I wasn’t aware of the existence of the BBC series The Hour (official site) until I caught Alan Sepinwall’s positive review of it in August, and as a fan of highbrow British drama and of one of the series’ three stars, Dominic West (a.k.a., Jimmy McNulty), added it to the DVR queue. Its combination of suspense, complicated interoffice relationships (romances and rivalries), and subtle jabs at modern Western governments did not disappoint, even when the show didn’t quite deliver the slam-bang finish my American sensibilities anticipated.
“The Hour” is the show within this show, a new BBC newsmagazine program that debuts in 1956, just as the Soviets are about to crush an uprising in Hungary and Colonel Nasser is about to nationalize the Suez Canal. This propitious timing coincides with a more personal intrigue that consumes the program’s chief reporter, Freddie (Ben Whishaw), who receives a desperate attempt for help from an old friend, the daughter of the wealthy aristocratic family that took him in during the Blitz. “The Hour” is produced by Bel (Romola Garai), Freddie’s ex-girlfriend and a controversial choice as producer because of her gender, and Freddie finds himself passed over for the anchor’s chair by the ambitious cad Hector (West), who appears to be all style but develops over the six episodes into a man of substance – or a man who wants to have substance but can’t fully commit to it.
Although Hector and Bel end up in the sack – really, if you couldn’t see that coming, I have some bad news about Santa Claus – the relationship between Hector and Freddie is the most fascinating of the show. Freddie is naturally jealous of Hector’s ease with women and affair with Bel, but Hector sees in Freddie an intellectualism and persistence that he wishes he had. Freddie purports to scorn Hector, but on some level desires his respect, not realizing he’s already earned it.
The Hour‘s creators have also done an excellent job of filling out the roster beyond the Big Three with complex characters who work as more than just mere props and set the show up well for future seasons (there’s at least one more in the pipeline). Clarence, Bel’s boss, is the most central of these, a longtime company man who must shield the show from would-be government censors but also has personal motives for his actions, including one revealed in a brief, impassioned speech to Freddie about this show being the opportunity for which he’s worked his entire career. There’s also a ton of groundwork laid for the future in Hector’s marriage to Marnie, whose executive father has been instrumental in advancing Hector’s career. (Marnie is played by Oona Chaplin, whose grandfather, Charlie, appeared in a few films of his own.)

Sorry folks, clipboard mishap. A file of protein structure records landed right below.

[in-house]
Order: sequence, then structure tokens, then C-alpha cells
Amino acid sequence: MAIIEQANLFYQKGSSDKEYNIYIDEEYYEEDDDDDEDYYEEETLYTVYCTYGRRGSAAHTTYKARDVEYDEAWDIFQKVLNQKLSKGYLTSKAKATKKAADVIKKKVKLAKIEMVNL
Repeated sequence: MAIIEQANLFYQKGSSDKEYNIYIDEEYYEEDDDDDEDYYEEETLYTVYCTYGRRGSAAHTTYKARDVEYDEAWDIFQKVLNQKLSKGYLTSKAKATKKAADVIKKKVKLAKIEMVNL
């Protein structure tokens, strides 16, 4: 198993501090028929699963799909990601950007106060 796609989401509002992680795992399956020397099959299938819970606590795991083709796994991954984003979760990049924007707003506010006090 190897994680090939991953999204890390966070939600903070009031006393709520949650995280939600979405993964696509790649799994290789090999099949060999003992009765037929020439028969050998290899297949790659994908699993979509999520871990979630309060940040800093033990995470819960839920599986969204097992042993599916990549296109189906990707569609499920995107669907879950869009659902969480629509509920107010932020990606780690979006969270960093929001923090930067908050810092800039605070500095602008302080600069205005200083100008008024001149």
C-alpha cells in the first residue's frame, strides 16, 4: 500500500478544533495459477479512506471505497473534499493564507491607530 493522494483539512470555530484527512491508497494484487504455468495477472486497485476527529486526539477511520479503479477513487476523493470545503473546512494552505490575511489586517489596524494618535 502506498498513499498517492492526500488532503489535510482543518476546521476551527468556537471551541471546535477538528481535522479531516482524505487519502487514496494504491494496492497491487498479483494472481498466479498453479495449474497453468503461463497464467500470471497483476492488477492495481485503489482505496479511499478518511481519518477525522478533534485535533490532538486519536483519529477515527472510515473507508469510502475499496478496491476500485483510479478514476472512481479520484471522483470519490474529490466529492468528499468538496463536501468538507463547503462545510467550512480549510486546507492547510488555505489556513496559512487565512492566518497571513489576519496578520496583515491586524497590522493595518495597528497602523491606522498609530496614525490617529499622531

The drama of putting on a weekly news program isn’t in and of itself much with which to sustain a show, so the writers have written most of that into the background, waiting until the final episode to shift it to the front of the plot, at which point it ties together Freddie’s intrigue story, Hector and Bel’s affair, and the threat of censorship into one very tense program, with a plot twist during the live broadcast I truly did not see coming. Instead, the writers relied on the intrigue, the romance, and the discussions of actual events in the Suez and Budapest to keep up the tension in the first five episodes, as well as the tremendous performances by all three of the central actors, particularly Whishaw as the sleep-deprived reporter whose search for the truth encompasses both political and personal ends.
I’ve seen some criticism of the show in the British press that compared it to the American series Mad Men for its setting in a previous era and heavy use of the look and style of that time period, but it reminded me more of a British made-for-TV movie from 1988 called A Very British Coup, in which a populist Labour Party candidate becomes Prime Minister, only to face a wide-ranging conspiracy by entrenched commercial interests to remove him from power. That film, like The Hour, does tension the hard way, through words and characters plotting rather than through the threat of physical harm. It’s a tough trick, and I even found myself falling into the trap in the final episode of season one, when, after the show-within-the-show has concluded, the final piece of the spy puzzle is placed, but quietly, without a weapon or an officer of the law in sight. I find films, TV series, and books written in that way to be very satisfying because I feel more involved in the tension – putting a protagonist at the end of the gun barrel is easy, so easy it’s brutally overused – but I could easily understand someone seeing The Hour‘s dialogue-driven plot as dull for the very same reason. Your mileage may vary.
You can watch The Hour on amazon instant video, but it doesn’t appear to be on Netflix instant streaming yet.